Last week, my dog Hank, a 10 pound Yorkie mutt, started barking incessantly in the other room. He barked and barked in a way I had never heard him bark before. Of course as a writer, my mind started to churn out potential causes for the barking episode. Was he engaged in an aural turf war with a neighborhood dog? Did he encounter a squirrel? Did he hear someone walking by on the street? Though each of these scenarios was a figment of my imagination, all would have been completely reasonable explanations for Hank’s barking. When he wouldn’t stop after ten mutes, I decided to go and see what Hank was in fact barking about.
And there it was. Fifteen feet away from me stood a five foot tall blue heron. In my backyard. Literally the biggest bird I have ever seen in my entire life. It was standing on its thin legs, straight up in the air, with its wings at its sides, just looking at me. I stood there awestruck. And then it spread its wings, which had a wingspan of maybe ten feet, and stunned me even further.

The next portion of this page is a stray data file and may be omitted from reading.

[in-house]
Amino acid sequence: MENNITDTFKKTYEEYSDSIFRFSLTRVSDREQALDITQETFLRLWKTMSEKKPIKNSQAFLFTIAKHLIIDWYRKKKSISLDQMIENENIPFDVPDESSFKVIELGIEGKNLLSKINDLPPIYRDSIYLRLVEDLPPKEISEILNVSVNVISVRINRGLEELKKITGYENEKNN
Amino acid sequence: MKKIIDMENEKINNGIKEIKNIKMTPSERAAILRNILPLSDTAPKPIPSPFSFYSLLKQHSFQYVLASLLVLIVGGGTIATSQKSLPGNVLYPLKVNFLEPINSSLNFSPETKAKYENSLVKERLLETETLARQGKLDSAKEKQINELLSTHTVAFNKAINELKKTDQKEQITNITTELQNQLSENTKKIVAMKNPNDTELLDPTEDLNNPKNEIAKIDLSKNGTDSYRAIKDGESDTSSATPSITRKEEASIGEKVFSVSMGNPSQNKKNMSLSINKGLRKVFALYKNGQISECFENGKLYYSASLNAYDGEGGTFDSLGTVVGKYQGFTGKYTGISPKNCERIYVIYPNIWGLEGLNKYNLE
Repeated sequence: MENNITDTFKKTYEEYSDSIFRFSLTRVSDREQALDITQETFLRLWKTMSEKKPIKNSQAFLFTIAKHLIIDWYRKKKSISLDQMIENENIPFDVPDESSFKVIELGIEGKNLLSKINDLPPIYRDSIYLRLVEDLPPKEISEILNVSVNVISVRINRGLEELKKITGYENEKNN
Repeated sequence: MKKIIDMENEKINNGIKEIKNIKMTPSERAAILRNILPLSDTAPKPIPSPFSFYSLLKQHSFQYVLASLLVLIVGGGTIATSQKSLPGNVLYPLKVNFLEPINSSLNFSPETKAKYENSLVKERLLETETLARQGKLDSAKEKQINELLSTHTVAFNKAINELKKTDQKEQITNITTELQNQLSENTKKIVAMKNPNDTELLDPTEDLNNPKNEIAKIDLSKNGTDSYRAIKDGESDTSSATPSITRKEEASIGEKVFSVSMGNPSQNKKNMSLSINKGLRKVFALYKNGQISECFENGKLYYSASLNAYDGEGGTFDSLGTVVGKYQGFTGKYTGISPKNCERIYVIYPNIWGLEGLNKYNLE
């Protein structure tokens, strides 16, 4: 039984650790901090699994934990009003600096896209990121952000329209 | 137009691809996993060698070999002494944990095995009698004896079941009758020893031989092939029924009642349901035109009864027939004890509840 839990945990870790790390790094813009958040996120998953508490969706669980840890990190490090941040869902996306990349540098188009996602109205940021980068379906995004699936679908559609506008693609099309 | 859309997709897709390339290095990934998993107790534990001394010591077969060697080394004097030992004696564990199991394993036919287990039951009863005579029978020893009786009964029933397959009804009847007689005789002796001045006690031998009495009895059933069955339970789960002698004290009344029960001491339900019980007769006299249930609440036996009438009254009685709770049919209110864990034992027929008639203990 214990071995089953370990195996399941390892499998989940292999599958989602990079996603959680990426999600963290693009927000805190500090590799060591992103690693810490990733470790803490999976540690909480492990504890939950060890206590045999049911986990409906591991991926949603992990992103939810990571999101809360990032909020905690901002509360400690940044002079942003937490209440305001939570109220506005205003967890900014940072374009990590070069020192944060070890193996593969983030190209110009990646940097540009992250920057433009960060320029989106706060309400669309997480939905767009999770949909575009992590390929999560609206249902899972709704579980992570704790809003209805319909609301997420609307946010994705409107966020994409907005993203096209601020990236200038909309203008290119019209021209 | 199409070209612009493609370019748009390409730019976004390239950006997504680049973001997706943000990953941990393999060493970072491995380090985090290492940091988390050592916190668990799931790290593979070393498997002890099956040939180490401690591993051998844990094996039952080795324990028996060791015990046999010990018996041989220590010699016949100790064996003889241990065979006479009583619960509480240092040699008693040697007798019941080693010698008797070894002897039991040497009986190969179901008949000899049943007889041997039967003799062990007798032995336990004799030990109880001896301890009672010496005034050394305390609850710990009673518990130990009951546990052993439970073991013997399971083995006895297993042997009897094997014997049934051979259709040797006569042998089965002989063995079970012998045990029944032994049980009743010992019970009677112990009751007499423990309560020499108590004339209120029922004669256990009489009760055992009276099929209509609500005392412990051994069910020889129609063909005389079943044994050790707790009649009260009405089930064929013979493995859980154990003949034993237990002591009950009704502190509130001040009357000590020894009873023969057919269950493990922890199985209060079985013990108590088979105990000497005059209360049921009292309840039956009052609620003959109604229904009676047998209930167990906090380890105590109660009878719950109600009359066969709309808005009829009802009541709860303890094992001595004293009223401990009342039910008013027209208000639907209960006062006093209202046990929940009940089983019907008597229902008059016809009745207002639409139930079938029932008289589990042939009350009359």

You know what this bird taught me? That my imagination paled in comparison to the reality of my life. The catch is, to access the inspiration my life has to offer, I have to live it. I have to peel myself away from the computer and go outside. When I went outside today, I didn’t see a Blue Heron, but I did see a pair of hummingbirds, dragonflies, and butterflies. Not bad, right?
If you’re lacking creative inspiration, chances are you’re trying to generate fiction without having the proper source material. Your life will give you more to write about than you could possibly imagine. So this week, make sure you’re living it.
*A little Internet research has revealed that a Blue Heron sighting has some significance. “According to North American Native tradition, the Blue Heron brings messages of self-determination and self-reliance. They represent an ability to progress and evolve. The long thin legs of the heron reflect that an individual doesn’t need great massive pillars to remain stable, but must be able to stand on one’s own.”